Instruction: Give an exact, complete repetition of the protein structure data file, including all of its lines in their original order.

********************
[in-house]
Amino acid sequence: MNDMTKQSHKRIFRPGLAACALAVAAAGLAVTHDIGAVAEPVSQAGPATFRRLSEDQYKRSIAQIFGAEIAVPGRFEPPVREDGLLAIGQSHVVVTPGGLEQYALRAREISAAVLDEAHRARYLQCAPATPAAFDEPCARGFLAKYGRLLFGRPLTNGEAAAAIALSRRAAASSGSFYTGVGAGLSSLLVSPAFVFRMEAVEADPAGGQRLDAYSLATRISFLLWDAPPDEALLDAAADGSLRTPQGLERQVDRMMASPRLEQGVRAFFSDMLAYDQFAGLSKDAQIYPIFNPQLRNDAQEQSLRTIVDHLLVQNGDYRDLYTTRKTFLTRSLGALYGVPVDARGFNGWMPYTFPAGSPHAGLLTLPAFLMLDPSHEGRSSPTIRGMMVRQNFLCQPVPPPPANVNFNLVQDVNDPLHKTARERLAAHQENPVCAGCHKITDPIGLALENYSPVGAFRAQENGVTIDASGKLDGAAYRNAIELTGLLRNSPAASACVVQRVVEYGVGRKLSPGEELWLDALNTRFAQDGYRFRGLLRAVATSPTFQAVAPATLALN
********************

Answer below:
[in-house]
Amino acid sequence: MNDMTKQSHKRIFRPGLAACALAVAAAGLAVTHDIGAVAEPVSQAGPATFRRLSEDQYKRSIAQIFGAEIAVPGRFEPPVREDGLLAIGQSHVVVTPGGLEQYALRAREISAAVLDEAHRARYLQCAPATPAAFDEPCARGFLAKYGRLLFGRPLTNGEAAAAIALSRRAAASSGSFYTGVGAGLSSLLVSPAFVFRMEAVEADPAGGQRLDAYSLATRISFLLWDAPPDEALLDAAADGSLRTPQGLERQVDRMMASPRLEQGVRAFFSDMLAYDQFAGLSKDAQIYPIFNPQLRNDAQEQSLRTIVDHLLVQNGDYRDLYTTRKTFLTRSLGALYGVPVDARGFNGWMPYTFPAGSPHAGLLTLPAFLMLDPSHEGRSSPTIRGMMVRQNFLCQPVPPPPANVNFNLVQDVNDPLHKTARERLAAHQENPVCAGCHKITDPIGLALENYSPVGAFRAQENGVTIDASGKLDGAAYRNAIELTGLLRNSPAASACVVQRVVEYGVGRKLSPGEELWLDALNTRFAQDGYRFRGLLRAVATSPTFQAVAPATLALN